The Sunday New York Times runs a series in its magazine section called Sunday Routine. It’s my favorite part of the magazine and I love curling up with the paper and discovering how other people spend their Sunday off. This prompted me to want to share my Sunday routine with all of you, my readers. It hasn’t changed much in years and although it isn’t as glamorous as spending a day in Manhattan exploring museums or strolling over the Brooklyn Bridge,its mine and I happen to like it.
Oh yeah, and there’s a recipe for (not really) Irish soda bread, which happens to be my favorite and makes me look forward to St. Paddy’s Day every year.
Wake up and walk-out. I’m a morning person so I’m usually up and out by 6:30 no later than seven. Leaving after 8am is a big no-no, to me it’s like half the morning is over already. The first thing I do is have my morning walk-out. A brisk, invigorating walk for health benefits as well as a time for me to contemplate the goings on in my life from the past week.
Groceries, fresh bread. After my walk I head straight to the grocery store. I like grocery shopping and early morning is the best time to go. I always make a stop at the local bakery for fresh bread and bagels immediately after buying groceries. Calling it a local Bakery is somewhat of an overstatement It’s actually a cross between a factory that pushes out mounds of fresh bread, a bakery and a cozy little delicatessen. Now that my car smells of warm just baked bread and onion bagels I head home.
Late morning breakfast and mid-afternoon. By the time the groceries are put away, the bread and bagels sliced and tucked into ziplock bags and in the freezer its time for coffee. I make a full pot on weekends and drink every drop. I flick the television to my favorite Sunday politics/news show and listen to it as I make breakfast and drink coffee. Everyone else in my home is still asleep. I take this quite time to make breakfast and talk back at the television when I don’t agree with something some politician or talk show host has said. I don’t wake anyone until breakfast is done-I like my precious alone time. We rarely go out to eat because I love cooking. Breakfast can be buttermilk pancakes or grits with homemade biscuits. Immediately after breakfast and as soon as the last breakfast dish has been put away I work on Sunday dinner. I do spend a good portion of my Sunday in the kitchen but I don’t mind.
Dinner with family. Sunday dinner is a big deal and we always have a big comforting meal. Everyone must be home for this meal and my oldest son comes over with his fiance. This is not a quite affair we laugh, joke and debate just about any issue. Oh and we enjoy the food. After every belly bulging meal I always threaten to serve salad for next Sunday’s meal. The men folk plop down in front of the television and the women folk clean the kitchen then browse the internet looking for ideas for the upcomimg wedding.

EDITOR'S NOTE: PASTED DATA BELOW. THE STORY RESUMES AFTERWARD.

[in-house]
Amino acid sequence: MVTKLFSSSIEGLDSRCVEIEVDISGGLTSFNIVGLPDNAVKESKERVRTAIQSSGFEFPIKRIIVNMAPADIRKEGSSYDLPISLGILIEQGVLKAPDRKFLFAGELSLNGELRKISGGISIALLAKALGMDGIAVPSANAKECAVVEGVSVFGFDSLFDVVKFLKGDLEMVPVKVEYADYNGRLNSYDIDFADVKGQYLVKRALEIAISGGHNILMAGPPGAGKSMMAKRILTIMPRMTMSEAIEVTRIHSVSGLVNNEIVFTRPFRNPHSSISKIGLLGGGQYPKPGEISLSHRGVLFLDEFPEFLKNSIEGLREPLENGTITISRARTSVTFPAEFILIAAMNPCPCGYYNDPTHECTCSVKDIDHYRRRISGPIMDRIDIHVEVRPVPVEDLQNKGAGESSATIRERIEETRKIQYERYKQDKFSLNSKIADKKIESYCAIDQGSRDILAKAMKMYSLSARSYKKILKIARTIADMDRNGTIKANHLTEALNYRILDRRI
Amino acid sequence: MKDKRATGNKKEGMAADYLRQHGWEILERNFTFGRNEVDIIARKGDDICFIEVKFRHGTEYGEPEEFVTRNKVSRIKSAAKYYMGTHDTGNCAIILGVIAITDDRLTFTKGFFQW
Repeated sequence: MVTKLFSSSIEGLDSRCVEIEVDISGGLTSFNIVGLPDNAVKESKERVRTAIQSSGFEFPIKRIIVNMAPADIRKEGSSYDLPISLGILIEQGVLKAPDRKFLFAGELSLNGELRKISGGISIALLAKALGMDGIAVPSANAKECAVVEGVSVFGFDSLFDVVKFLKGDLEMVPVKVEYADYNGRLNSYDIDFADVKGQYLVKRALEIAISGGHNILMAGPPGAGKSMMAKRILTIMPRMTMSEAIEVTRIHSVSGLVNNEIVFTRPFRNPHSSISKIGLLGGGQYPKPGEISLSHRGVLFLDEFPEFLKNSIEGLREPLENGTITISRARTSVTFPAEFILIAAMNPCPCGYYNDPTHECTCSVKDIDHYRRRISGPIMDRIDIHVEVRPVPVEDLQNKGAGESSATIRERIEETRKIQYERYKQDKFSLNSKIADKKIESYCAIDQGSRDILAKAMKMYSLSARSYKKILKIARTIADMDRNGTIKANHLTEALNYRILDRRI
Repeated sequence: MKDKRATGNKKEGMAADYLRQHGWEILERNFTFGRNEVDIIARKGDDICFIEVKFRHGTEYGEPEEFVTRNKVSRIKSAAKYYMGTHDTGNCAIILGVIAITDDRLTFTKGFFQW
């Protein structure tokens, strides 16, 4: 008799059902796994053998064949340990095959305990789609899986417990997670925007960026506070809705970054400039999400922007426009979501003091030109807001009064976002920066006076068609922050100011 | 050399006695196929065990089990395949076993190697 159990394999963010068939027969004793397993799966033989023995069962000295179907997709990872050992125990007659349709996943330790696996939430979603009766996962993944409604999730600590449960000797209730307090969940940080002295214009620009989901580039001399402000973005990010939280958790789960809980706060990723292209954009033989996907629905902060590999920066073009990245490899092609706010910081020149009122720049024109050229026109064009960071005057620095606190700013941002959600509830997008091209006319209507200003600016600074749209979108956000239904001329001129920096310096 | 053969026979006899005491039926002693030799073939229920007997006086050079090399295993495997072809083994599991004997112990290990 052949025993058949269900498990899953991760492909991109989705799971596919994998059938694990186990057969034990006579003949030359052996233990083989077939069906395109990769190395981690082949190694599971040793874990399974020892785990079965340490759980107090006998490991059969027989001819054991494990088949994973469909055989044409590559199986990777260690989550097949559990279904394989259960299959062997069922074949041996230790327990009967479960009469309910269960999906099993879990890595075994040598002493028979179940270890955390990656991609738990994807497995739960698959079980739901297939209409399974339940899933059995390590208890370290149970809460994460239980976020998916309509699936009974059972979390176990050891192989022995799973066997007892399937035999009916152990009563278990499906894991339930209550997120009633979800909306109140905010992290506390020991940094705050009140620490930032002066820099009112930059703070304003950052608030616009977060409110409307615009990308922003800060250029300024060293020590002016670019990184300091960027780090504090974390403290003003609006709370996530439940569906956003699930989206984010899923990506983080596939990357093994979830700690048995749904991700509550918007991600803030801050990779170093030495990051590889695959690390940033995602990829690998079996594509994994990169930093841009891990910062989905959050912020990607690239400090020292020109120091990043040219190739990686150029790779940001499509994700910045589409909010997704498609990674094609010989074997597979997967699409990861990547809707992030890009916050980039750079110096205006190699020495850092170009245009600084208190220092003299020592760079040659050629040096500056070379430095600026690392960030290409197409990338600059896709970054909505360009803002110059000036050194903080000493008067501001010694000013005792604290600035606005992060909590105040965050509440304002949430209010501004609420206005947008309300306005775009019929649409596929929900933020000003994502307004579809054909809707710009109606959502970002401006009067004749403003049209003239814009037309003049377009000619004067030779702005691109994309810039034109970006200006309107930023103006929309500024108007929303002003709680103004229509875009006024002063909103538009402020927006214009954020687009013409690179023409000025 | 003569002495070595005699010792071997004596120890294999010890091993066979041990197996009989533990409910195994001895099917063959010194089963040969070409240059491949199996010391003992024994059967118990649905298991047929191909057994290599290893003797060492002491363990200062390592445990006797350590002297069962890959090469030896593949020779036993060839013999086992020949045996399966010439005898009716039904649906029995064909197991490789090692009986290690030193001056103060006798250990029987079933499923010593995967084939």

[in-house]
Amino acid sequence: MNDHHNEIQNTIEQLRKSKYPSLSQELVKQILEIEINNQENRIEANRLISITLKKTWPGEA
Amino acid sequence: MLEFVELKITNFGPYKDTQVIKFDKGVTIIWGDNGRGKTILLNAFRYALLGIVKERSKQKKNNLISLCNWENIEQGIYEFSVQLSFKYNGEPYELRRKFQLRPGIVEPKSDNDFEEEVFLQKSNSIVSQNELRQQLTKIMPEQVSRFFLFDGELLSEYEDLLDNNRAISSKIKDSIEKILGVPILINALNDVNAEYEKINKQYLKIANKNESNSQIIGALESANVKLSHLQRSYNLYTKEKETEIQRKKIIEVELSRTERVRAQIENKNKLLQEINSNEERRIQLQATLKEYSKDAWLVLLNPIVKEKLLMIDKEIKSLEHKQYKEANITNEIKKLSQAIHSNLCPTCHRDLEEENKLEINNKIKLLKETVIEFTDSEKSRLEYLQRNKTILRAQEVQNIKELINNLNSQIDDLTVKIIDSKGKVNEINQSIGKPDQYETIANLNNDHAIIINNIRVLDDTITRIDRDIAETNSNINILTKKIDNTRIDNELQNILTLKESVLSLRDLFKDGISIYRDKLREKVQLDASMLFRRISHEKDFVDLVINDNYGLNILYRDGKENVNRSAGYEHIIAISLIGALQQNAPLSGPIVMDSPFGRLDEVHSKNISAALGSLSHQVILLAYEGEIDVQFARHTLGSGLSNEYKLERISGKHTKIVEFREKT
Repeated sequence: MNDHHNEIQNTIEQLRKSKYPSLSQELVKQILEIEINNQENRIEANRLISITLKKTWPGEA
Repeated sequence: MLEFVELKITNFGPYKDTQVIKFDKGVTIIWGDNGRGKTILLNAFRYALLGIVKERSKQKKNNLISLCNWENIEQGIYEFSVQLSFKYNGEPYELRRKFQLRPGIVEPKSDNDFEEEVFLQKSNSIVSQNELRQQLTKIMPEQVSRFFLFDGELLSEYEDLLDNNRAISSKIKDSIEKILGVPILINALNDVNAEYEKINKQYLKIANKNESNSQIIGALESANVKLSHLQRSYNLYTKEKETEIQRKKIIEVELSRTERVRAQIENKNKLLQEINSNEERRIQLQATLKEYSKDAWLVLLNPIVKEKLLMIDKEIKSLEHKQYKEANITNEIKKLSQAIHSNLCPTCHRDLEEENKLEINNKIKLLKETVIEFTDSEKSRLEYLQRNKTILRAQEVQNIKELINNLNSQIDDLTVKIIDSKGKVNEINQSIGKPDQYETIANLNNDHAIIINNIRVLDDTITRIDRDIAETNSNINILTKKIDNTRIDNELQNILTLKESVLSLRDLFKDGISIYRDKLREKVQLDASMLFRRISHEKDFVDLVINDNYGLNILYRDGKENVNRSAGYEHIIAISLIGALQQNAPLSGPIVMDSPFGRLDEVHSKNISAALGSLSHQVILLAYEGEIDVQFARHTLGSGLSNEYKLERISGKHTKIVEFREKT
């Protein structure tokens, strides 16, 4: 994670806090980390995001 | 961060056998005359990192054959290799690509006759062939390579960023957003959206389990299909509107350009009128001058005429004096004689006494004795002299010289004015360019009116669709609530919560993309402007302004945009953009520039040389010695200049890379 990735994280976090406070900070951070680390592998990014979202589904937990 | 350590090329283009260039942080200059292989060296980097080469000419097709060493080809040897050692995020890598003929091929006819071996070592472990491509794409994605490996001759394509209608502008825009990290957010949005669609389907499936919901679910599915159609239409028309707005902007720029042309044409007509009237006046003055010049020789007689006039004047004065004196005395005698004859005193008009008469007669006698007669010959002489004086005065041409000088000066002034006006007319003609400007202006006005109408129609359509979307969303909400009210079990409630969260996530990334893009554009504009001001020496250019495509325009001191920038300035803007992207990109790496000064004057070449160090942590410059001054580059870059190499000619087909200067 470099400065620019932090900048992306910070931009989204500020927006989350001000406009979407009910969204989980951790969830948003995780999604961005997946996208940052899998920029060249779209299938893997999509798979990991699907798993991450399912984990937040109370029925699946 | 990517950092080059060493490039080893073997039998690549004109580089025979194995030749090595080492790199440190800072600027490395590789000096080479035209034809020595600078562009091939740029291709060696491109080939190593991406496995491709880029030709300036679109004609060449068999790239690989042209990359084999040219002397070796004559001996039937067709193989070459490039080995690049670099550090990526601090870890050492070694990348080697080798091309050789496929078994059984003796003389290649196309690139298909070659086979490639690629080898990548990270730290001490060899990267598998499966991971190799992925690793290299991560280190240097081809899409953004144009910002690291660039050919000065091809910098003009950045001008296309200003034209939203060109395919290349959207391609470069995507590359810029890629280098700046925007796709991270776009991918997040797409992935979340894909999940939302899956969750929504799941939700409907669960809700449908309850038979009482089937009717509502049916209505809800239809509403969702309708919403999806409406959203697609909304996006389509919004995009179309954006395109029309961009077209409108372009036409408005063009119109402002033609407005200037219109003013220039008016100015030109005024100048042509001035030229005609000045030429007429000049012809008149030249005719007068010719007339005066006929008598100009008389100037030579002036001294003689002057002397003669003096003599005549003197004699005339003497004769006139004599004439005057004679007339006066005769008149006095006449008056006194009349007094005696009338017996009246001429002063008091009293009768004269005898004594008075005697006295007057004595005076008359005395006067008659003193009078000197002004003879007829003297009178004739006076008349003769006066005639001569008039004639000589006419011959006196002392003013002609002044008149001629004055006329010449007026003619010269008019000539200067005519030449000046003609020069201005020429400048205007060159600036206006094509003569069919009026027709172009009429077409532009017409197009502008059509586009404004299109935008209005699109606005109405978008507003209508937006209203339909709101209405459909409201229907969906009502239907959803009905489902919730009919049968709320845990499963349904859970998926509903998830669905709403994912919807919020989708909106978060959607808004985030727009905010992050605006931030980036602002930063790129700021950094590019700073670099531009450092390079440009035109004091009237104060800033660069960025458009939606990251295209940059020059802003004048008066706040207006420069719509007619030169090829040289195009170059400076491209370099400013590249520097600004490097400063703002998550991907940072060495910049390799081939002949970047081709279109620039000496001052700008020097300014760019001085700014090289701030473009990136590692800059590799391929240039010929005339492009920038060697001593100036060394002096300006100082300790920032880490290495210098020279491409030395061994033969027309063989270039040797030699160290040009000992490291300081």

Evening and winding down. I like to be finished with the cooking and eating early. Sunday for me is about having a balance of time to myself, time with my family and getting us all in a good place so we can be prepared for the work and school week ahead. By late evening we’ve given in to the pull of electronics and everyone is either watching some sports game on tv, listening to loud music on the laptop, playing a video game on the computer or reading on an iPhone. It’s a nice way to end the week.
I didn’t stop at the bakery this past Sunday because I knew I would be making Irish soda bread in honor of St. Patricks’ Day. I absolutely love soda bread. A few years ago I found out that the soda bread we have here in the U.S. is not Irish soda bread at all. In fact when I saw the recipe for real Irish soda bread I was like “huh”? I won’t go into all the details of how the two breads differ, let’s just say I’m acting like I never knew there was any other Irish soda bread and sticking with what I know. I did tweak my recipe by adding a little whole wheat flour. I like the taste and texture of whole wheat in baked goods. I also added an egg which some recipes do not. This gives it a soft cake like texture when its warm from the oven but true to soda bread form, after cooling off it gets a nice crumbly crumb. I also used cake flour and soaked the raisins in whiskey. Soaking the raisins turned out to be a good thing. Soda bread doesn’t hold up very well and by the next day it’s hard and not even toastable. But those whiskey soaked raisins? Plump and sweet as ever.
Recipe: Irish soda bread
Nonstick vegetable oil spray
2 cups all purpose flour or substitute 1 cup cake flour and 1 cup whole wheat flour
5 tablespoons sugar, divided
1 1/2 teaspoons baking powder
1 teaspoon salt
3/4 teaspoon baking soda
3 tablespoons butter, chilled, cut into cubes
1 large egg
1 cup buttermilk
2/3 cup raisins
To soak raisins: add 2 Tablespoons rum to raisins in a small bowl leave for a few minutes. Drain before using.
Preheat oven to 375°F. Spray 8-inch-diameter cake pan with nonstick spray. Whisk cake flour,whole wheat flour 4 tablespoons sugar, baking powder, salt, and baking soda in large bowl to blend. Add butter. Using fingertips, rub in until coarse meal forms. Make well in center of flour mixture. In a large bowl whisk egg lightly and add buttermilk. Gradually stir dry ingredients into milk to blend. Mix in raisins.
Using floured hands, shape dough into ball. Transfer to prepared pan and flatten slightly (dough will not come to edges of pan). Sprinkle dough with remaining 1 tablespoon sugar.
Bake bread until brown and tester inserted into center comes out clean, about 40 minutes. Cool bread in pan 10 minutes. Transfer to rack. Serve warm or at room temperature.